Kassof-Isaac says one of Miller’s talents is his way with people. “He’s made a contact with them, not just an eye-to-eye contact, but he’s made them comfortable. And you can see this, the people who he photographs are either not aware of him or extremely comfortable, so that they’re very natural,” she says.

Kassof-Isaac’s pictures in the exhibit include a painted photo of a cathedral in Zurich, which has stained glass windows by Marc Chagall. The city was hosting a festival and the picture shows a Ferris wheel in front of the cathedral, the circular shape of the ride complementing the circular clock with golden Roman numerals on the church. She painted the image in Photoshop. For other photos, she painted printed photographs with inks and pastels.

“This very serious church had a huge Ferris wheel in front of it,” she says. “Not only did it follow the circle of the clock but it framed the building and the church.”

That picture is part of Kassof-Isaac’s “Houses of the Spirit” series. Another is a double exposure of a church in Spoleto, Italy, taken from different angles. The shot was taken in the 1960s or ’70s, according to Kassof-Isaac.

She says she inherited artistic genes from her grandparents, and she later studied art at the Pratt Institute. She, her husband, Henry Isaac, and their two sons lived in Zurich from the mid-1960s to the 1980s. They had wanted to live in Rome, but Henry got a job as translator for a bank in Zurich, which allowed them to make regular trips to Rome.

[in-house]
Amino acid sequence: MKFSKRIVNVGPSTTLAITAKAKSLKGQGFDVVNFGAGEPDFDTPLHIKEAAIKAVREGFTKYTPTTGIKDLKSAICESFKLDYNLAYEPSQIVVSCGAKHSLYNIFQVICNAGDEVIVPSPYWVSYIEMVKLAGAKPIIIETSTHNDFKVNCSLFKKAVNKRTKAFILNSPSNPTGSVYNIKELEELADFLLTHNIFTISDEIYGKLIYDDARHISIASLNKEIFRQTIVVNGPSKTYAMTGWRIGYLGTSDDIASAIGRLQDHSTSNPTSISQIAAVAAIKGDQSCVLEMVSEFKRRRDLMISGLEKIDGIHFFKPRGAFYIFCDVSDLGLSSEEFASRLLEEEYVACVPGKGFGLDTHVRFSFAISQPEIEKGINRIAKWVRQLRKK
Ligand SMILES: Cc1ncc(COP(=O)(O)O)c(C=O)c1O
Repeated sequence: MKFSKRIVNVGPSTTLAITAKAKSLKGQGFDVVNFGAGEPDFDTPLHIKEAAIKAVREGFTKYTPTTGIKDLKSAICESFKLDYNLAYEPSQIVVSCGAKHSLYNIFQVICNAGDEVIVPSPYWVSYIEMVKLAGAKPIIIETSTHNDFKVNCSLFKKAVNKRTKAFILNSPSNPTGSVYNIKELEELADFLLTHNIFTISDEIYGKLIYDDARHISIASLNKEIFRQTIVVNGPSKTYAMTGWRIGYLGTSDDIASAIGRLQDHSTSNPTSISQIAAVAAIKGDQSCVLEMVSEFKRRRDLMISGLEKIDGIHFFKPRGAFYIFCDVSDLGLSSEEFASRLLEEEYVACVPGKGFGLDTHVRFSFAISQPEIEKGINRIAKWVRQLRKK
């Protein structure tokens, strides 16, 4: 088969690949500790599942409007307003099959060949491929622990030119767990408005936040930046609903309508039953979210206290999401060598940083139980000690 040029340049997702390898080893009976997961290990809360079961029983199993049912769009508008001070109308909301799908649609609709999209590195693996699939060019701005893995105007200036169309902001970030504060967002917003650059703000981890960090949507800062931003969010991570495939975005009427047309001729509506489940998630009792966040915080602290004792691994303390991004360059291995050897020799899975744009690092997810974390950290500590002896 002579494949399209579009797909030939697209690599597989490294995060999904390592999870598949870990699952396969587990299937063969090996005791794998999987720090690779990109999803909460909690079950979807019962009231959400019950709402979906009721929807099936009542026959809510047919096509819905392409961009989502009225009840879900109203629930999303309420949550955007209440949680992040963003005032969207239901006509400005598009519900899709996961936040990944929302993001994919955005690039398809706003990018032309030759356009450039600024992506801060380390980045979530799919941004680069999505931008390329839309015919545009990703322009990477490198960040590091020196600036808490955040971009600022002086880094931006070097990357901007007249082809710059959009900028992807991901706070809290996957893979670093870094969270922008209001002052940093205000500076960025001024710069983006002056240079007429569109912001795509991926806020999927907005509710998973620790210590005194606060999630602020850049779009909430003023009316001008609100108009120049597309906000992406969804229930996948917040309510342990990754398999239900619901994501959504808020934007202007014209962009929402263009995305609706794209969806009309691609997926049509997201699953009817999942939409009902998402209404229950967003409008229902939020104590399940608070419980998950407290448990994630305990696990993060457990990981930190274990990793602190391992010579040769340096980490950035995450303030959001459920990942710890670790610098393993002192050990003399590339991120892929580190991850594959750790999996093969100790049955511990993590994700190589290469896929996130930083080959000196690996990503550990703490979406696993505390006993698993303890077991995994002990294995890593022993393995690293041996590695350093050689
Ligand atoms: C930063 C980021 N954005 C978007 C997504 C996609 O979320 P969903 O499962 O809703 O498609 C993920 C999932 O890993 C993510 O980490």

Kassof-Isaac was a painter, but started taking pictures after the move to Zurich. “How could you not do photography in Europe? I remember my first serious photography was in Venice, and I thought I invented Venice,” she says.

Kassof-Isaac says she enjoys being part of Gallery 14 because it offers photographers who take their art form seriously to inspire each other. “I think inspiration is very important, (and) I think you get inspiration from working with other people,” she says.

Martha Weintraub joined the gallery in 2005 and is the current president of the gallery, taking over in 2010 for Miller, who recently stepped down. She submitted a portfolio at the suggestion of Kassof-Isaac, and was turned down before resubmitting.

She started taking pictures about 14 years ago when her husband gave her a camera as a gift. When asked if she ever expected that she would join an art gallery, she quickly answers, “No. It’s been a late-blooming. This is my second or third career in life.”

Weintraub says her work involves spending as much time at the computer as behind her lens. For a series she exhibited in 2010, she spent hours coloring black-and-white images with Photoshop.

Among the images she is showing in the upcoming exhibit is “Rhododendron” from her 2009 show, “Awakenings.” The image looks like a painting in parts but other areas, such as a leaf toward the bottom left of the frame maintain their realism.

Another image she is showing is “Tuileries Garden” from her 2005 show, “Nature’s Garden.” The picture is of flowers twirling, hanging by needle and thread. The white and green flowers are in the forefront and look alive with movement. Behind them on a wall are images of ballerinas behind them. Weintraub says she couldn’t have captured that image in the pre-digital age, because it took hundreds of snaps to get the quality ones, and that would have been impractical with film.